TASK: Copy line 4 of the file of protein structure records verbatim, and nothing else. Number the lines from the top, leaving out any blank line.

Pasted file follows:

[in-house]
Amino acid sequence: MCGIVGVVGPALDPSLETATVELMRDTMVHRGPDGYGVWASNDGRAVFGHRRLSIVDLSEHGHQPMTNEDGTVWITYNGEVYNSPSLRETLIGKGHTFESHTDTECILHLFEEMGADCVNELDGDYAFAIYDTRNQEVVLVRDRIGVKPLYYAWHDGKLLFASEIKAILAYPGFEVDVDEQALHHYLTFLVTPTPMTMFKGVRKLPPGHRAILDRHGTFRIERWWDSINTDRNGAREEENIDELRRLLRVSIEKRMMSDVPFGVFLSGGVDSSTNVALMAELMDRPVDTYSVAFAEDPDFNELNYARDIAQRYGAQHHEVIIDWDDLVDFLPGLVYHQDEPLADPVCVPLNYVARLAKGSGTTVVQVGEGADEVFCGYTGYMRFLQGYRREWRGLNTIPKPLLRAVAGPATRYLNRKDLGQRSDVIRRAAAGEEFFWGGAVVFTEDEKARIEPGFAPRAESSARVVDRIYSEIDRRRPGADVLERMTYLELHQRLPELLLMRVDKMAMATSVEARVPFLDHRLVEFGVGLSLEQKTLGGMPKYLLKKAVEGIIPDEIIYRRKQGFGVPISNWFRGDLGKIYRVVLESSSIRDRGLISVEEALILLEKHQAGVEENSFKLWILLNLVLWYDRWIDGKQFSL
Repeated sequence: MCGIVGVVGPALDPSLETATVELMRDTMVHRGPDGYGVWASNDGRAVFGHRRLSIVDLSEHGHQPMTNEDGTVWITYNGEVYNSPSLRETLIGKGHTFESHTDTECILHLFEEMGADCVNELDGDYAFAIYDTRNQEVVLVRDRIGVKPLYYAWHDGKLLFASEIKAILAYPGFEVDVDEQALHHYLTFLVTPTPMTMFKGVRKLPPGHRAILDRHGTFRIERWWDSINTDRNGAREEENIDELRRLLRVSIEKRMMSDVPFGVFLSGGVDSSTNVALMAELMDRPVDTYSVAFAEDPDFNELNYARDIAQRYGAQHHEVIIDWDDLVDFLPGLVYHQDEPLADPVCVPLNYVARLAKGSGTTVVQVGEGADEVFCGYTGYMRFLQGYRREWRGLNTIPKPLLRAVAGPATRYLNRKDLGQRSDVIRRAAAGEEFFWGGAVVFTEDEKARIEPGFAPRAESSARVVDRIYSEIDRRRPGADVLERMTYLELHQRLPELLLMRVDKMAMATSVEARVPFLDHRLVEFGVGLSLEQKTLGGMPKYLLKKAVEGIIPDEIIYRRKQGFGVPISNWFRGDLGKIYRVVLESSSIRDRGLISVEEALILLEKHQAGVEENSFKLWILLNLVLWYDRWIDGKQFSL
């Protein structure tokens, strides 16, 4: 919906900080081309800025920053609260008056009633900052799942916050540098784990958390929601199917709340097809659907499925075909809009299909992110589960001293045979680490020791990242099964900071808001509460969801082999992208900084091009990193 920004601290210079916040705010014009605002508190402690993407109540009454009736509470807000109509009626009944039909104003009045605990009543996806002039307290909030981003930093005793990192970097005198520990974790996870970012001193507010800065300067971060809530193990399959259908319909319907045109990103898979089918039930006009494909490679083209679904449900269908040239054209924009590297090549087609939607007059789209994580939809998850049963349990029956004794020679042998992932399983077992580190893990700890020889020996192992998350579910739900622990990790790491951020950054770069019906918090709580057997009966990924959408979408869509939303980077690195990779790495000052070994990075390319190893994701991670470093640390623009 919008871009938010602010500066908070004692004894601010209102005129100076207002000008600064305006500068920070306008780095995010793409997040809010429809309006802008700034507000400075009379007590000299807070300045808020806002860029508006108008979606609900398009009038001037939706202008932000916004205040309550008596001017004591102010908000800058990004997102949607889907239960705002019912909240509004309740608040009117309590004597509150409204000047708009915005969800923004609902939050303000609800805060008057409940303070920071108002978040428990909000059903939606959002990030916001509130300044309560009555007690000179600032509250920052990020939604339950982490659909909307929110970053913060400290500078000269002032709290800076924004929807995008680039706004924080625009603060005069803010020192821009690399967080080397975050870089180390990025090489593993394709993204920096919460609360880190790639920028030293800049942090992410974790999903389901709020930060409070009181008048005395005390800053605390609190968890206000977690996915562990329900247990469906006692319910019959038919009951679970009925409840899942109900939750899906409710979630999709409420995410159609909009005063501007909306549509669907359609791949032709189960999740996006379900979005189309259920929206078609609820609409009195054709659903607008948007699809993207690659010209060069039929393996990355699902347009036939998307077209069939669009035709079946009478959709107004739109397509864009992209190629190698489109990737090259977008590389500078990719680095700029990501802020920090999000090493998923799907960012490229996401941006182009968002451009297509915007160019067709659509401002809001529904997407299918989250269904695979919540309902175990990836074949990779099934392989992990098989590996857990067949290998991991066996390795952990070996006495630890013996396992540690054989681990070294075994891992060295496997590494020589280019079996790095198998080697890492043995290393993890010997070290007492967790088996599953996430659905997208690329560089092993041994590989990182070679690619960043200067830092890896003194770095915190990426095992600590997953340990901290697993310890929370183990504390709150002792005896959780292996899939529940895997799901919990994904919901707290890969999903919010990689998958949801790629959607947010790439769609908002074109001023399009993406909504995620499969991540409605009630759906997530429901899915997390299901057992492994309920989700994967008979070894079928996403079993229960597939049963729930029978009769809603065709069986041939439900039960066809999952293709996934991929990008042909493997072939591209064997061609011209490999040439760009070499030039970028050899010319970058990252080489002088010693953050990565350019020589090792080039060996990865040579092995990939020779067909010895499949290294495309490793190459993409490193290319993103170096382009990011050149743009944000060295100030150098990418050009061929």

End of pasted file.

């Protein structure tokens, strides 16, 4: 919906900080081309800025920053609260008056009633900052799942916050540098784990958390929601199917709340097809659907499925075909809009299909992110589960001293045979680490020791990242099964900071808001509460969801082999992208900084091009990193 920004601290210079916040705010014009605002508190402690993407109540009454009736509470807000109509009626009944039909104003009045605990009543996806002039307290909030981003930093005793990192970097005198520990974790996870970012001193507010800065300067971060809530193990399959259908319909319907045109990103898979089918039930006009494909490679083209679904449900269908040239054209924009590297090549087609939607007059789209994580939809998850049963349990029956004794020679042998992932399983077992580190893990700890020889020996192992998350579910739900622990990790790491951020950054770069019906918090709580057997009966990924959408979408869509939303980077690195990779790495000052070994990075390319190893994701991670470093640390623009 919008871009938010602010500066908070004692004894601010209102005129100076207002000008600064305006500068920070306008780095995010793409997040809010429809309006802008700034507000400075009379007590000299807070300045808020806002860029508006108008979606609900398009009038001037939706202008932000916004205040309550008596001017004591102010908000800058990004997102949607889907239960705002019912909240509004309740608040009117309590004597509150409204000047708009915005969800923004609902939050303000609800805060008057409940303070920071108002978040428990909000059903939606959002990030916001509130300044309560009555007690000179600032509250920052990020939604339950982490659909909307929110970053913060400290500078000269002032709290800076924004929807995008680039706004924080625009603060005069803010020192821009690399967080080397975050870089180390990025090489593993394709993204920096919460609360880190790639920028030293800049942090992410974790999903389901709020930060409070009181008048005395005390800053605390609190968890206000977690996915562990329900247990469906006692319910019959038919009951679970009925409840899942109900939750899906409710979630999709409420995410159609909009005063501007909306549509669907359609791949032709189960999740996006379900979005189309259920929206078609609820609409009195054709659903607008948007699809993207690659010209060069039929393996990355699902347009036939998307077209069939669009035709079946009478959709107004739109397509864009992209190629190698489109990737090259977008590389500078990719680095700029990501802020920090999000090493998923799907960012490229996401941006182009968002451009297509915007160019067709659509401002809001529904997407299918989250269904695979919540309902175990990836074949990779099934392989992990098989590996857990067949290998991991066996390795952990070996006495630890013996396992540690054989681990070294075994891992060295496997590494020589280019079996790095198998080697890492043995290393993890010997070290007492967790088996599953996430659905997208690329560089092993041994590989990182070679690619960043200067830092890896003194770095915190990426095992600590997953340990901290697993310890929370183990504390709150002792005896959780292996899939529940895997799901919990994904919901707290890969999903919010990689998958949801790629959607947010790439769609908002074109001023399009993406909504995620499969991540409605009630759906997530429901899915997390299901057992492994309920989700994967008979070894079928996403079993229960597939049963729930029978009769809603065709069986041939439900039960066809999952293709996934991929990008042909493997072939591209064997061609011209490999040439760009070499030039970028050899010319970058990252080489002088010693953050990565350019020589090792080039060996990865040579092995990939020779067909010895499949290294495309490793190459993409490193290319993103170096382009990011050149743009944000060295100030150098990418050009061929």